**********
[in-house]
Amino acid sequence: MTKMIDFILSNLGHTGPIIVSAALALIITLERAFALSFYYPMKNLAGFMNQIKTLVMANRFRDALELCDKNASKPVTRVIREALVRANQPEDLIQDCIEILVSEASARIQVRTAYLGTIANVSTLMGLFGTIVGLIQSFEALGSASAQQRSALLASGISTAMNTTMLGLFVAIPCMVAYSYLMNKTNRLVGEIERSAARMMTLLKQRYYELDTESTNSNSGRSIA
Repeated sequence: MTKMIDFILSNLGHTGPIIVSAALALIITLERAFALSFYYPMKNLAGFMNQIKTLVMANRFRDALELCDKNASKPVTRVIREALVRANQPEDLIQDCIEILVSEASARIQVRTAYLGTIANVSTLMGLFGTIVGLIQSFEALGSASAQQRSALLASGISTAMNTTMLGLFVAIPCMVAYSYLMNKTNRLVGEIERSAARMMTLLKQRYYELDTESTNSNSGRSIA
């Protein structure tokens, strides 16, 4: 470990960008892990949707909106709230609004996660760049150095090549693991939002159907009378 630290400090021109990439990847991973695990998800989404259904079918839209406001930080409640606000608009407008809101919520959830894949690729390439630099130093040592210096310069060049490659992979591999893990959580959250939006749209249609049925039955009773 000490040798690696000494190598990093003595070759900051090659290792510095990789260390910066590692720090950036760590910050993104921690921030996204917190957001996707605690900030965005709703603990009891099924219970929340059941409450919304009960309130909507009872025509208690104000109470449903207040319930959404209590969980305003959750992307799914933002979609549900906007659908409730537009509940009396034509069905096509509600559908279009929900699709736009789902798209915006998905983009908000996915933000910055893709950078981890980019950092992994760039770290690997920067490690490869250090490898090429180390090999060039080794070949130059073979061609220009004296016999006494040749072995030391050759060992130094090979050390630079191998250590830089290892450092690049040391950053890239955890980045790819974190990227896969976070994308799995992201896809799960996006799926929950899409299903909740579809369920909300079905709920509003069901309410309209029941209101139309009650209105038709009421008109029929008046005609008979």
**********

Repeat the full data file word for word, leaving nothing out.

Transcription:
[in-house]
Amino acid sequence: MTKMIDFILSNLGHTGPIIVSAALALIITLERAFALSFYYPMKNLAGFMNQIKTLVMANRFRDALELCDKNASKPVTRVIREALVRANQPEDLIQDCIEILVSEASARIQVRTAYLGTIANVSTLMGLFGTIVGLIQSFEALGSASAQQRSALLASGISTAMNTTMLGLFVAIPCMVAYSYLMNKTNRLVGEIERSAARMMTLLKQRYYELDTESTNSNSGRSIA
Repeated sequence: MTKMIDFILSNLGHTGPIIVSAALALIITLERAFALSFYYPMKNLAGFMNQIKTLVMANRFRDALELCDKNASKPVTRVIREALVRANQPEDLIQDCIEILVSEASARIQVRTAYLGTIANVSTLMGLFGTIVGLIQSFEALGSASAQQRSALLASGISTAMNTTMLGLFVAIPCMVAYSYLMNKTNRLVGEIERSAARMMTLLKQRYYELDTESTNSNSGRSIA
């Protein structure tokens, strides 16, 4: 470990960008892990949707909106709230609004996660760049150095090549693991939002159907009378 630290400090021109990439990847991973695990998800989404259904079918839209406001930080409640606000608009407008809101919520959830894949690729390439630099130093040592210096310069060049490659992979591999893990959580959250939006749209249609049925039955009773 000490040798690696000494190598990093003595070759900051090659290792510095990789260390910066590692720090950036760590910050993104921690921030996204917190957001996707605690900030965005709703603990009891099924219970929340059941409450919304009960309130909507009872025509208690104000109470449903207040319930959404209590969980305003959750992307799914933002979609549900906007659908409730537009509940009396034509069905096509509600559908279009929900699709736009789902798209915006998905983009908000996915933000910055893709950078981890980019950092992994760039770290690997920067490690490869250090490898090429180390090999060039080794070949130059073979061609220009004296016999006494040749072995030391050759060992130094090979050390630079191998250590830089290892450092690049040391950053890239955890980045790819974190990227896969976070994308799995992201896809799960996006799926929950899409299903909740579809369920909300079905709920509003069901309410309209029941209101139309009650209105038709009421008109029929008046005609008979």